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Indian Cryogenic Engine Ready to Fly, First Trip Could be in Dec

Cryogenic is a complex and complicated technology which once mastered would enable India to launch heavier payloads to greater distances.

Published: 20th February 2016 03:00 AM  |   Last Updated: 20th February 2016 07:42 AM   |  A+A-

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A.s. Kiran kumar,Indian space scientist and the chairman of the Indian Space Research Organisation , addressing the media at mahendragiri in Tirunelveli district on Friday.photo.p.justine

TIRUNELVELI: Inching closer to India’s long-standing dream of becoming fully self-reliant on space technology, the team at Indian Space Research Organisation’s Propulsion Complex conducted a long duration test of the indigenous cryogenic engine for GLSV Mark-3, on Friday evening. The first flight of the vessel, ISRO chairman AS Kiran Kumar told reporters, could be as early as the end of the year.

“The indigenously designed and developed cryogenic engine was successfully tested today, making it possible to carry payloads of 4,000 kgs,” Kiran Kumar said after the ‘hot test’ at 5.15 pm at the complex in Mahendragiri here. It lasted for 635 seconds, he said.

Officials told Express that it now is possible to build cryogenic engines that can be mated to the GSLV Mark – 3. If things go according to their plan, the first GSLV launch with indigenously built cryogenic upper stage could be in December.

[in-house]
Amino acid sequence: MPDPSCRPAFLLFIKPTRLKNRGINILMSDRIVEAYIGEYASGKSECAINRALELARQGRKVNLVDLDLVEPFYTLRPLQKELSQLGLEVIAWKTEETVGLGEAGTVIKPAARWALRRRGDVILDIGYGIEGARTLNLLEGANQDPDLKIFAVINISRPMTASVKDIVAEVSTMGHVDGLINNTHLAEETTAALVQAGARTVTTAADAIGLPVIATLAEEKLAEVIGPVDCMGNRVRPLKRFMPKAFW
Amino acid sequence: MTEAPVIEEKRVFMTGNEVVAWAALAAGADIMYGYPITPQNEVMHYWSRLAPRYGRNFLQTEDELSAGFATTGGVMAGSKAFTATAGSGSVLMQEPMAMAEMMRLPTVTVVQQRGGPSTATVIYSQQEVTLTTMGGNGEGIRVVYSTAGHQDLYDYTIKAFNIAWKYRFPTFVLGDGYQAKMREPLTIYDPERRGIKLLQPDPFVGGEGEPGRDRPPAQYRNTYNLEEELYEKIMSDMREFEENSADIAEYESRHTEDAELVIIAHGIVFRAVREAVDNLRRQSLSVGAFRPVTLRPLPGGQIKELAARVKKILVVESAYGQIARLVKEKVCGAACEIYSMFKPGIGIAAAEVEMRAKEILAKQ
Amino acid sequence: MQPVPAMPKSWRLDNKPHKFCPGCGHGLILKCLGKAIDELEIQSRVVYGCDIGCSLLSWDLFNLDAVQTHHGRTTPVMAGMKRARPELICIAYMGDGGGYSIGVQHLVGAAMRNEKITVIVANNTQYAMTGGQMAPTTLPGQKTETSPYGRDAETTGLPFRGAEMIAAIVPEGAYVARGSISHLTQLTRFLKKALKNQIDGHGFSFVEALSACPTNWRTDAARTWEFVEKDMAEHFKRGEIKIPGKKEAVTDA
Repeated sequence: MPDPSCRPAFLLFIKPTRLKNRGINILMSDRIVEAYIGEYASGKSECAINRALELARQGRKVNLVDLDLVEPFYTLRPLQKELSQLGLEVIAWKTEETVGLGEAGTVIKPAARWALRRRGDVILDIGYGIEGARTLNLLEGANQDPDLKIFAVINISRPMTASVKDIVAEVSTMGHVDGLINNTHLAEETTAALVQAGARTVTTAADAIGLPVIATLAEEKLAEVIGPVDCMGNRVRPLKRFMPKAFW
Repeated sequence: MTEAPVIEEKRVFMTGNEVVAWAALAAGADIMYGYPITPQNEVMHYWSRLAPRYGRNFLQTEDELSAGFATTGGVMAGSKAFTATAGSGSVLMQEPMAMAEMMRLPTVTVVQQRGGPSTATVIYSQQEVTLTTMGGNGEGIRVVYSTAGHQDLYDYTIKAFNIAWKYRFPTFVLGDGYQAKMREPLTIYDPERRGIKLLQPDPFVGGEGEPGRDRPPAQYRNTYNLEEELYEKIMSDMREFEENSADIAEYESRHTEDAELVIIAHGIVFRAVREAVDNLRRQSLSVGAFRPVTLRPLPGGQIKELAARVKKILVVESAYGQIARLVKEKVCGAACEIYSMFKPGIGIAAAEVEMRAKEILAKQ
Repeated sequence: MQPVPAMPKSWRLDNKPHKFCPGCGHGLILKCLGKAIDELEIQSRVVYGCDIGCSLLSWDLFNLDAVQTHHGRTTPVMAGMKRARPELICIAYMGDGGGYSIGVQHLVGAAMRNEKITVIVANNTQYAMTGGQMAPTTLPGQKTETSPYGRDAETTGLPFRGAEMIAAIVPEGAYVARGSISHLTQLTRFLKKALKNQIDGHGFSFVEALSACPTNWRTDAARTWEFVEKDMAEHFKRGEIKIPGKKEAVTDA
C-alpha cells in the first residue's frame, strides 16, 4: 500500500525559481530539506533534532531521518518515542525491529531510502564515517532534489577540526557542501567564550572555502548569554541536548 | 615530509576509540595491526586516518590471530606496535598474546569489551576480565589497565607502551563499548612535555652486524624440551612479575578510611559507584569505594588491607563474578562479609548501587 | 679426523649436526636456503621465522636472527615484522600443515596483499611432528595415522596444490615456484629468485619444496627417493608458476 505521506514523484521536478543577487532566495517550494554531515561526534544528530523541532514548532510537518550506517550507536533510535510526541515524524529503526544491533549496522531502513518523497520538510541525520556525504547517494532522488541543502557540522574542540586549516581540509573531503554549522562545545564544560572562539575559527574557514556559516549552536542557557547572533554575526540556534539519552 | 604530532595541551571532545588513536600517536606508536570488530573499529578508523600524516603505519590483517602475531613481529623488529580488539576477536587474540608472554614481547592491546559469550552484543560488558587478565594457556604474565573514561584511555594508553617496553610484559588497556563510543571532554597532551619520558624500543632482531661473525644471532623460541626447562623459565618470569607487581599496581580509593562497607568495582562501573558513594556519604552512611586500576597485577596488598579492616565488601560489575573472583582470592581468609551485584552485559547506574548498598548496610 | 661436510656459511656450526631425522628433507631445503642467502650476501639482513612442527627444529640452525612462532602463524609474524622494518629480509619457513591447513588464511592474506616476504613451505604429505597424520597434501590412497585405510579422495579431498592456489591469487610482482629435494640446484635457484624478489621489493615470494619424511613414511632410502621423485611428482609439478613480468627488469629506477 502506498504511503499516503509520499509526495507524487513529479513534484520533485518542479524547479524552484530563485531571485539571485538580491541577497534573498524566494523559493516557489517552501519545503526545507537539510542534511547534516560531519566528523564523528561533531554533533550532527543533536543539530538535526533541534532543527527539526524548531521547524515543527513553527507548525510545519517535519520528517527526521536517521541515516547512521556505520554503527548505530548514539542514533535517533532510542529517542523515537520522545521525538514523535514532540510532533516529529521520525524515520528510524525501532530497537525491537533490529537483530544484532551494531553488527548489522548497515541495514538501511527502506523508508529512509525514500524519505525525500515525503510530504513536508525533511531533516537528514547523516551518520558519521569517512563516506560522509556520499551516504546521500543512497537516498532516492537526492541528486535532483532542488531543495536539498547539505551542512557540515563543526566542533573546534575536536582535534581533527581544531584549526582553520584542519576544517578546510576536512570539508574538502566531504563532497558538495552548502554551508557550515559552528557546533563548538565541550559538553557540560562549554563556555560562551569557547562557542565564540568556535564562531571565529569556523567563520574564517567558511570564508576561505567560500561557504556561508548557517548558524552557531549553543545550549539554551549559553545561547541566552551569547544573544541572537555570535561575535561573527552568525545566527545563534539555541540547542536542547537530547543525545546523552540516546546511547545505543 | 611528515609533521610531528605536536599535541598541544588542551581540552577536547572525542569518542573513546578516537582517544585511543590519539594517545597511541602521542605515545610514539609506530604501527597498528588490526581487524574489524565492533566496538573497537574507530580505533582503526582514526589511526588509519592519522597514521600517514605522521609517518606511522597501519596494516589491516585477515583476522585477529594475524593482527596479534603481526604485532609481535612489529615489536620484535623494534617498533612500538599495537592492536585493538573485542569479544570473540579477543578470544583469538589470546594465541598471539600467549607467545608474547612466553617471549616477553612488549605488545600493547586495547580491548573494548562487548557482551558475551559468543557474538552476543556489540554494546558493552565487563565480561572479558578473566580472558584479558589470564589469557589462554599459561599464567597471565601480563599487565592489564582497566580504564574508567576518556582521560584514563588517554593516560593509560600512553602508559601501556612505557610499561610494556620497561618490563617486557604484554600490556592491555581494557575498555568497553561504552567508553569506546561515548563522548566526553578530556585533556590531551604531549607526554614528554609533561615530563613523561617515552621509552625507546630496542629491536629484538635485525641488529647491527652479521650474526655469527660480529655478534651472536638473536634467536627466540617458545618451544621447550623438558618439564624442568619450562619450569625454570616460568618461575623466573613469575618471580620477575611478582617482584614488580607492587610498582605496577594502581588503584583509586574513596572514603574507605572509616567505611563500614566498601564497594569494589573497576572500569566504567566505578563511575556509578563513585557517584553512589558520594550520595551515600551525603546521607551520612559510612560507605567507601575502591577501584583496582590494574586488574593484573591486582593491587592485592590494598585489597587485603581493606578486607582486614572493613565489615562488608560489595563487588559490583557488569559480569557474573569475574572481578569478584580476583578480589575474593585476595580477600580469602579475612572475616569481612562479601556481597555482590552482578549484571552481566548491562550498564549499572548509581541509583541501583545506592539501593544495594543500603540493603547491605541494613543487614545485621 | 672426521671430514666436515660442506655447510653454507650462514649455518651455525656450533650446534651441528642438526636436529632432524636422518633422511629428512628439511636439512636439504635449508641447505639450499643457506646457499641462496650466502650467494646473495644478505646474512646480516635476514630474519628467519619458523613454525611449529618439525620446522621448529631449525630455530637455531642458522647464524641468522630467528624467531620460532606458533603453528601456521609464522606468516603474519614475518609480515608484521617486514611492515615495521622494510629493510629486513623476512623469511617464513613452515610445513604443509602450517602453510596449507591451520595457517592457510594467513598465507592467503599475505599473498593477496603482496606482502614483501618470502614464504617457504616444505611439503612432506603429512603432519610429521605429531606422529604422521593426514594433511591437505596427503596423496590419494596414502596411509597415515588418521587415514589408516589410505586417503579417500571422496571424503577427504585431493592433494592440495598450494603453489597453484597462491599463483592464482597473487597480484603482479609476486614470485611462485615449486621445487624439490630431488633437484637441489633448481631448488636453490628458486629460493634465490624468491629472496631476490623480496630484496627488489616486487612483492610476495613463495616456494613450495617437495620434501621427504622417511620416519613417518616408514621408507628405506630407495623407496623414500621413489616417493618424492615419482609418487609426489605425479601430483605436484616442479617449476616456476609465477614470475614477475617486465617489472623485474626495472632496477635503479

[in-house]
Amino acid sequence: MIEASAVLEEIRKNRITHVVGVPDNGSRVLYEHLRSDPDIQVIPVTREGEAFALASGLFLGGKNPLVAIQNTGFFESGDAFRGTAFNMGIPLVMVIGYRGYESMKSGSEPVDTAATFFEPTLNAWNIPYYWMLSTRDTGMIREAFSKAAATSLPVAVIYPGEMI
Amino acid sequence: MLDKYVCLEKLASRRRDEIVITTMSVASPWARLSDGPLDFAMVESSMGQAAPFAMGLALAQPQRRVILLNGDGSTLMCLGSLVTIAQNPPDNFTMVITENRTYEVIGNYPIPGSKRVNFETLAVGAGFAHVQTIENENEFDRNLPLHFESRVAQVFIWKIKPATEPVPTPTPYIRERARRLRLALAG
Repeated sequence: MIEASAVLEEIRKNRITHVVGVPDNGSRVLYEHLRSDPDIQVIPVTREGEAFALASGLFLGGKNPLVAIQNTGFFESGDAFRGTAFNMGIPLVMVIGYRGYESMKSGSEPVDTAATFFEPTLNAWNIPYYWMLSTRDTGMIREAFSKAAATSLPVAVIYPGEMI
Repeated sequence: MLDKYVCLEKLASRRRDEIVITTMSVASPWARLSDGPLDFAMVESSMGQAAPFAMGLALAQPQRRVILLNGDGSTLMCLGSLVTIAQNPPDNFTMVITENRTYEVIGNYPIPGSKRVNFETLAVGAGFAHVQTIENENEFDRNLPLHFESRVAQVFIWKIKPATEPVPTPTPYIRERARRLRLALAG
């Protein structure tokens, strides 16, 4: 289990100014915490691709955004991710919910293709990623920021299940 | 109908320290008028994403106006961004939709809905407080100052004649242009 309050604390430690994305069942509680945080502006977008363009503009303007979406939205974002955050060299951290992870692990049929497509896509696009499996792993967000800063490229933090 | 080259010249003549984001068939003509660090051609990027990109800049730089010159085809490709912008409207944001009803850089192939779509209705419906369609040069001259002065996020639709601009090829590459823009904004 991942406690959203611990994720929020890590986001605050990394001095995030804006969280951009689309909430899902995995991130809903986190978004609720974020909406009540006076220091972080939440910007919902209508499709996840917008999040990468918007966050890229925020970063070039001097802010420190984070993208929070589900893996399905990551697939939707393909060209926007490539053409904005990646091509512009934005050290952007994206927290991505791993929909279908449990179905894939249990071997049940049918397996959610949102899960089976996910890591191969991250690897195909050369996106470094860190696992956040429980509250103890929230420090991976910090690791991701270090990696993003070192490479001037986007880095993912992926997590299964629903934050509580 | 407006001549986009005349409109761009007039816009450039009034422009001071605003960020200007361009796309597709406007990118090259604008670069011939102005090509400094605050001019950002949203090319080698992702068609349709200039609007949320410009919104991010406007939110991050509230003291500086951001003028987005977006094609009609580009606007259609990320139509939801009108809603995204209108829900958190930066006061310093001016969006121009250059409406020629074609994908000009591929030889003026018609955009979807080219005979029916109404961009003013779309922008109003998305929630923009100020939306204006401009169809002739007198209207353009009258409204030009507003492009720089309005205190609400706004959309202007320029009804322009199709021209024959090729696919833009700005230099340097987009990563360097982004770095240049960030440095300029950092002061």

Cryogenic is a complex and complicated technology which once mastered would enable India to launch heavier payloads to greater distances for which it is now reliant on foreign spaceports, primarily those operated by the European Space Agency.

The Cryogenic stage– where the propellant is stored in extremely low temperatures – gives a vessel additional carrying capacity of four tonnes and more, which in turn significantly improves the capability of the satellites and other payloads. India’s favoured rocket, the Polar Satellite Launch Vehicle (PSLV), has only the solid and liquid stages, which, while efficient, can ferry only about half of that.

It is, however, a complex technology – Kiran Kumar noted that they have so far conducted a series of 42 tests starting from the first, which lasted just 30 seconds. As it enables a rocket to go farther carrying bigger payloads, it is also a sensitive, dual-use technology – it is used in intercontinental ballistic missiles.  India was denied it after atomic tests, but not before acquiring a few engines from Russia.

Now, India is the sixth country to have the capability after USA, Russia, China, Japan, and the Europen Space Agency (ESA), said V Narayanan, the acting director of Liquid Propulsion Systems Centre.

Future Plans:

Kiran Kumar said the future launches include navigating satellite, earth observation satellite among others, adding that the agency would like to increase the number of launches.

Asked whether ISRO was considering setting up a launch pad at Kulasekarapattinam in Thoothukudi district, the he said the need of another launch facility would only arise when we have more launches. About the planet missions of ISRO, Kiran Kumar said the agency was working on Chandrayan 2 and Aditiya. Chandrayan 2 would be launched by the end of 2017 or the beginning of 2018, he added.

K Sivan, Director, Vikram Sarabhai Space centre, Thiruvananthapuram and IPRC Director S. Rakesh were also present.

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